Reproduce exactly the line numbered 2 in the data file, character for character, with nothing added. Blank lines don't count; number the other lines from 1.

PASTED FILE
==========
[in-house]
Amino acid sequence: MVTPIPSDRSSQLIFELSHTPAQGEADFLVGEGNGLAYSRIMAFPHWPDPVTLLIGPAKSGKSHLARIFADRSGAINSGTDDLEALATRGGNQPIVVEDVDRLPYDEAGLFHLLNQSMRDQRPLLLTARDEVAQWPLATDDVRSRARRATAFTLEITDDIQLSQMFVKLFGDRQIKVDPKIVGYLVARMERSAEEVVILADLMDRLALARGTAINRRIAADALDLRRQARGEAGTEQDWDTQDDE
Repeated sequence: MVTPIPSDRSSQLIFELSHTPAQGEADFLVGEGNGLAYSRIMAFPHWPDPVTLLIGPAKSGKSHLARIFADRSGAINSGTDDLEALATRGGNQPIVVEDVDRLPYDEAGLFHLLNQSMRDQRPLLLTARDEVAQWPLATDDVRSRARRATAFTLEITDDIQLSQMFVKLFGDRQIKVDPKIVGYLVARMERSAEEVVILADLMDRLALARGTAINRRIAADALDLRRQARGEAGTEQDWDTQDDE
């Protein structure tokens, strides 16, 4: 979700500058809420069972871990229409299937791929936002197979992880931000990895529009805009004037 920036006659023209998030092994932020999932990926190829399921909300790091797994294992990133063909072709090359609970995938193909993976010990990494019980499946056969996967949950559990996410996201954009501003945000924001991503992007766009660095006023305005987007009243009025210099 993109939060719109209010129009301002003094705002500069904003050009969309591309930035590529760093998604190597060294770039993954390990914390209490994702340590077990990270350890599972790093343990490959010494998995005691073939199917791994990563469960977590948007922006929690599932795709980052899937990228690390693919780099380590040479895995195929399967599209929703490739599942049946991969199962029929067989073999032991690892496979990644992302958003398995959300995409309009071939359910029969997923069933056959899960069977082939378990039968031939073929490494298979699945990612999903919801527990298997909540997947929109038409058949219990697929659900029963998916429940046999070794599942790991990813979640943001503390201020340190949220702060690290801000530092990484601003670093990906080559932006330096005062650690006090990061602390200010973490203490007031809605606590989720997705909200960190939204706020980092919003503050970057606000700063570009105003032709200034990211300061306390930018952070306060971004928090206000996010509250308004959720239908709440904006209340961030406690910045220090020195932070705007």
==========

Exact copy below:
Amino acid sequence: MVTPIPSDRSSQLIFELSHTPAQGEADFLVGEGNGLAYSRIMAFPHWPDPVTLLIGPAKSGKSHLARIFADRSGAINSGTDDLEALATRGGNQPIVVEDVDRLPYDEAGLFHLLNQSMRDQRPLLLTARDEVAQWPLATDDVRSRARRATAFTLEITDDIQLSQMFVKLFGDRQIKVDPKIVGYLVARMERSAEEVVILADLMDRLALARGTAINRRIAADALDLRRQARGEAGTEQDWDTQDDE